Your Engaged Giving, Collective Action Return Big Impact On Small Investments

9 years, 2 months ago Comments Off on Your Engaged Giving, Collective Action Return Big Impact On Small Investments
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What would you think about getting a 200 percent return on investment on your charitable contributions?

A hundred dollars returns twice that in social impact or helps a student with the rising costs of college. A thousand or two and you – or you and a group of friends – helps a student help a nonprofit change the world.

Charitable Scholar Elese Daniel and Advisor Elissa Yancey, checking audio levels on a documentary project.

Charitable Scholar Elese Daniel and Advisor Elissa Yancey, checking audio levels on a documentary project.

That’s the value of supporting a Charitable Scholar – student interns with a passion for purpose – leveraged by collective action and pro bono guidance and connections.

The added value of your giving goes to the cause you care about. And you know your gift went right to a student to help with school expenses and a rising bubble of college debt. You will have real names and numbers on your balance sheet to prove it.

True story – stories you see here about the power of engaged giving and collective impact.

Since the Charitable Scholars/Learning and Lending a Hand program started a little more than a year ago, 32 students have been received scholarships. They have been “Learning and Lending a Hand” with partner nonprofits from Northside Cincinnati to Central America and many points between. Twenty-five volunteer professional advisors have engaged, bringing years of expertise and experience and hundreds of contacts and connections to pro bono resources.

The students’ paychecks have been modest but important to them. Charitable Scholars tracks the hours our professional advisors, pro bono work product values and in-kind contributions. The bottom line: Charitable Scholars have exponentially returned on the investments in terms of dollars raised, donors thanked, volunteers signed up and events attended.

We’ll get to some numbers below. But it’s hard to measure metrics such as a child’s joy of reading just for the un-tested fun of it, the minds of Alzheimer’s patients “opened through art,” or lives that may be saved years from now by a clean, self-help water source in a developing nation.

There’s no app for that.

The numbers are impressive, but as nonprofit marketing specialist Lori Jacobwith advises:

“No numbers without stories. No stories without numbers.

Here are a few Charitable Scholars success stories:

Scholar and Marine Veteran of Iraq Tyler Bell was assigned to People Working Cooperatively’s “Ramp It Up For Veterans” campaign, which kicked off with a video he produced as part of his internship. Tyler’s video about 98-year-old World War II veteran Anna Fields helped her remain in her home after volunteers pitched in to make much-needed repairs. Tyler’s video was shared with broadcast outlets and widely shared in social media. Media Library, Inc. a media monitoring and measurement service, tracked audience reach and “ad equivalency values” in tens of thousands of viewers and dollars, said Ron Henlein, PWC’s director of Corporate/Community Partnerships. “Ramp It Up for Veterans” went on to raise $190,000 by Veterans Day.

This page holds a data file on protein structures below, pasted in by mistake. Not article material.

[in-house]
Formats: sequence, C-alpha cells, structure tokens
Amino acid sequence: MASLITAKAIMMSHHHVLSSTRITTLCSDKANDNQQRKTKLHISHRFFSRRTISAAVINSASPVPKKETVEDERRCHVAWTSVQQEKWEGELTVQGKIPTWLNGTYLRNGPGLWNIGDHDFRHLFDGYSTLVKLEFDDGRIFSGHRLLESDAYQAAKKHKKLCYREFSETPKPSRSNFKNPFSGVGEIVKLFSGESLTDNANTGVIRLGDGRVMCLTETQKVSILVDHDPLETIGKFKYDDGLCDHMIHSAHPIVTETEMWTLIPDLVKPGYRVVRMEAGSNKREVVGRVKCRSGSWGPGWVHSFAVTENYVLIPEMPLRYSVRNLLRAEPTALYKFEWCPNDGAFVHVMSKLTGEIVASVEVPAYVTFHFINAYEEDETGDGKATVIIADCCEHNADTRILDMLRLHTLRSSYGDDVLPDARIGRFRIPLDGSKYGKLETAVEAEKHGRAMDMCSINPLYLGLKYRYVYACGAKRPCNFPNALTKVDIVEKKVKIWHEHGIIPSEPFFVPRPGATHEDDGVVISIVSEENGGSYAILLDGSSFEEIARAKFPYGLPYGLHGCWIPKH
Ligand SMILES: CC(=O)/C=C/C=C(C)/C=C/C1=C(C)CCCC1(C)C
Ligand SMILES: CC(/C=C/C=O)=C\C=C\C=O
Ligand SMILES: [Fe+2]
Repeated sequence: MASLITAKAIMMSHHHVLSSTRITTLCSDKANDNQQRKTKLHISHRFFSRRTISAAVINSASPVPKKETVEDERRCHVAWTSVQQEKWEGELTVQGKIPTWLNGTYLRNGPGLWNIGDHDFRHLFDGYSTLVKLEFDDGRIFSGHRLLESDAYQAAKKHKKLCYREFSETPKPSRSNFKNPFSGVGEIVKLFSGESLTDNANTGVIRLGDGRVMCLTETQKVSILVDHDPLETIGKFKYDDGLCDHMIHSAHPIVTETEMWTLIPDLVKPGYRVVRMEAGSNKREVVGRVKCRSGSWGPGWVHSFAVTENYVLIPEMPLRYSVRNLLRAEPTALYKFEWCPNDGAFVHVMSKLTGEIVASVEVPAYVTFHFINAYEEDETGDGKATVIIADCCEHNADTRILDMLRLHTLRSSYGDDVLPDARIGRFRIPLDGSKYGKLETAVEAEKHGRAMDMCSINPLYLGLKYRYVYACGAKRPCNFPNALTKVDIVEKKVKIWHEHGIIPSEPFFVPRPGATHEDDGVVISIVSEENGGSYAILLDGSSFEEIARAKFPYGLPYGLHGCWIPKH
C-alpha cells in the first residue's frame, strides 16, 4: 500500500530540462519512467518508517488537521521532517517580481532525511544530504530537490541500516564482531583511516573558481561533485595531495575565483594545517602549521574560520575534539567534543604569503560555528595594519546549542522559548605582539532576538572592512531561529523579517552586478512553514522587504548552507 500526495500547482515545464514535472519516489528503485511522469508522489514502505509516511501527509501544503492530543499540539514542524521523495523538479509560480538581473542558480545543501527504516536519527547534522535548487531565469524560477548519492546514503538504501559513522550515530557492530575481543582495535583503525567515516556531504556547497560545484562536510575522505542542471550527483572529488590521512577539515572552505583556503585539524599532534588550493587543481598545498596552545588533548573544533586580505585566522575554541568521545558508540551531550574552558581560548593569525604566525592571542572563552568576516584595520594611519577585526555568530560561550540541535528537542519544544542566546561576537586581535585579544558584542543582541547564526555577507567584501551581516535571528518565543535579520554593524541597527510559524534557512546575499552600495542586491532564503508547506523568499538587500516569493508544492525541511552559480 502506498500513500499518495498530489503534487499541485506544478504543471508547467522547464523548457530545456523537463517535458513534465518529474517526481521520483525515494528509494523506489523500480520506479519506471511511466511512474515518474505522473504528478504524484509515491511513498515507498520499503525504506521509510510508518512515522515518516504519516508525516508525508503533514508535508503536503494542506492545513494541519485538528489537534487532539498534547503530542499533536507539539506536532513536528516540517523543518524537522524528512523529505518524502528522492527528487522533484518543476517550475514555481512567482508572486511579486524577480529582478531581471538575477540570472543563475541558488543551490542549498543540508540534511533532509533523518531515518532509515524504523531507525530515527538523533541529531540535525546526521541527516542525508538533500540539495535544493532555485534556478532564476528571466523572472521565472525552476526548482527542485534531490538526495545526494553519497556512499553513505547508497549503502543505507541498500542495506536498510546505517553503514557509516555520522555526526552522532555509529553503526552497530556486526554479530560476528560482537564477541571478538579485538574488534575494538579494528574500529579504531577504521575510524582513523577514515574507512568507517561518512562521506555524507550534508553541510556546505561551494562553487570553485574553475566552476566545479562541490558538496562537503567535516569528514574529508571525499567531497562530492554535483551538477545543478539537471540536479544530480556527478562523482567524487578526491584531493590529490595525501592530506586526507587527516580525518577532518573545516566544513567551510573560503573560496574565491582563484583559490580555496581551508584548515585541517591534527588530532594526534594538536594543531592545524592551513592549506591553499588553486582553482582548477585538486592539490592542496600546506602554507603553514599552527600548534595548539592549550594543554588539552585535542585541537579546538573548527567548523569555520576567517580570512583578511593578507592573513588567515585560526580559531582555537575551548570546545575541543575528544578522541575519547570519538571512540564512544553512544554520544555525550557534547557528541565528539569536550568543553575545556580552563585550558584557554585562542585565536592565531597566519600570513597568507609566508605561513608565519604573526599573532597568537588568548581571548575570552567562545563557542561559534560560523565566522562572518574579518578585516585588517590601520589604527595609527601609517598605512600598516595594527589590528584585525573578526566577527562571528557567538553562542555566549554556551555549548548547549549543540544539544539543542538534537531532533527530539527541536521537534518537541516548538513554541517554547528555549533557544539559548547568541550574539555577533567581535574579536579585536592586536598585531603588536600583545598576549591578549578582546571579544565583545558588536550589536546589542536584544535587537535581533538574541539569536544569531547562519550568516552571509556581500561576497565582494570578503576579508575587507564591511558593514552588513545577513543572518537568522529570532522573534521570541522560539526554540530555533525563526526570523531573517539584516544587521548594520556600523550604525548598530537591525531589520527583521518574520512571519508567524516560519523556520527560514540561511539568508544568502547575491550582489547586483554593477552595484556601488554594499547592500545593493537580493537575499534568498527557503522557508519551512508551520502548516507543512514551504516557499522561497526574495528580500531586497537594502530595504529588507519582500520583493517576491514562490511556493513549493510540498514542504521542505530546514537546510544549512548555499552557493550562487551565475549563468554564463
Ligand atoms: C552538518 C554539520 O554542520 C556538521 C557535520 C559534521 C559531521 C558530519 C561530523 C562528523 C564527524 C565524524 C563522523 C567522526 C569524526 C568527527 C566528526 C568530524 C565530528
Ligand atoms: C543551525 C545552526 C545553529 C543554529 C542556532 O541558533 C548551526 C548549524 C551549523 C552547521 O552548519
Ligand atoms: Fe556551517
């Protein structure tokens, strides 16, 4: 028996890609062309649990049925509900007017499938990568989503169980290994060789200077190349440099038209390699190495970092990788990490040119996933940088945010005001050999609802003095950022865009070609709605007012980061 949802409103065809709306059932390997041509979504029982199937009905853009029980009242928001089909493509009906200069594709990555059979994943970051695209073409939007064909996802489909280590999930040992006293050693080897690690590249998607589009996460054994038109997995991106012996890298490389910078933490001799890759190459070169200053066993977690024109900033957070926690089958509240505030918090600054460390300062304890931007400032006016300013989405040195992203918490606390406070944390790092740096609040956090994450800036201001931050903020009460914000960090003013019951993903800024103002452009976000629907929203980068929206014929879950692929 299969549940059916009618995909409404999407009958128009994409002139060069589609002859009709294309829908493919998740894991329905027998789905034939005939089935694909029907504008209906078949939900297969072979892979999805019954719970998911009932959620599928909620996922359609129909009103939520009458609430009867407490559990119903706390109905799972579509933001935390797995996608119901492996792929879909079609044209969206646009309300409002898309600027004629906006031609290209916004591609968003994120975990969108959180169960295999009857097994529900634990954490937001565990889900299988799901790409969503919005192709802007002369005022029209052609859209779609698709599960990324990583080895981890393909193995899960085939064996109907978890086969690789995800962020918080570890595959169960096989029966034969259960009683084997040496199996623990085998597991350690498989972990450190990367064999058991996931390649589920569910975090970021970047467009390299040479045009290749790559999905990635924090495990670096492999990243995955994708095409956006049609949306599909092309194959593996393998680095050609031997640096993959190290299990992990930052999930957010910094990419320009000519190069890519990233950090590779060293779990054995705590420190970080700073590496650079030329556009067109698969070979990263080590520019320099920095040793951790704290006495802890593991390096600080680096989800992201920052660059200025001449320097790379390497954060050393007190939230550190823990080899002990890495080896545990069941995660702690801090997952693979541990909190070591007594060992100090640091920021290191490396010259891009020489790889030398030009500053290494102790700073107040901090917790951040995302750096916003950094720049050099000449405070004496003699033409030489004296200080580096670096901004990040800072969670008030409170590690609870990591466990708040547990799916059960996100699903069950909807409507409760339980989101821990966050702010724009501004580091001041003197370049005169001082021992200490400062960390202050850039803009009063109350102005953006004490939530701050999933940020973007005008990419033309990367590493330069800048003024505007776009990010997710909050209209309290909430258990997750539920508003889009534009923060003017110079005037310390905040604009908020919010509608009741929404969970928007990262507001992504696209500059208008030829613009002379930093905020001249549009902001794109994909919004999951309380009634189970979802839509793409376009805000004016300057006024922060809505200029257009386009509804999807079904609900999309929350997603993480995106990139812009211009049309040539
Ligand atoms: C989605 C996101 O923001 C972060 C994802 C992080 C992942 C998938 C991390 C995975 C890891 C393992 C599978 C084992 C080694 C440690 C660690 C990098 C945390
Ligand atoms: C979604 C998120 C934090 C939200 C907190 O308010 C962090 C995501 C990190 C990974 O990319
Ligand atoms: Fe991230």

Scholar Tia Garcia’s web site skills were credited with a 2,000% increase in page views for Melodic Connections, a nonprofit that brings music therapy to special needs students. Executive director Betsey Neubeth said traffic increased from 269 page views to 5,512 during Tia’s internship and measurable impacts followed. “From 2008-2012, we had 6 volunteer inquiries,” Betsey said. “Because of website traffic, in 2013 we have had over 25 volunteer inquiries. Tia also produced a “thank you” video for an important donor, resulting in a $10,000 grant for Melodic Connections.

Amanda, a student at The East End Adult Education Center, improved three grade levels in one month during Scholar Sarah Jernigan’s internship as a tutor. The center offers tutoring for General Education Development (GED) testing for high school diploma equivalency credentials. Sarah reported that several students she was working with advanced two and three reading levels. Ten of them went on to pass their GEDs, giving them a better chance to get jobs and give back.

And, the experience changed Sarah as well.

“The internship led me revaluate my plans for after I graduate. Interning has shown me the struggles and triumphs that nonprofits face every day and has caused me to appreciate the entire “behind the scenes work” that happens at any nonprofit organization. East End has also portrayed the extreme pleasure one can receive from teaching and encouraging a student which motivates me to continue teaching others after my time at the center.”

(Sarah has continued her humanitarian work with a Village Life Outreach trip to East Africa and recently returned from working on a community development project in Baptist Town, Mississippi).

Those are impressive numbers, Scholars. Good stories, too.

By any measure, Charitable Scholars show impressive “returns on investments.”

The numbers, the outcomes, are measurable evidence.

But the value in lives changed: Priceless.

How to support Charitable Scholars and nonprofit partners

Charitable Scholars does not solicit, accept or manage donations to itself, but collaborates with nonprofits interested and in need of internships and other support. One hundred percent of collaborative funding should be directed to an existing 501(c)(3) organization or established scholarship fund.

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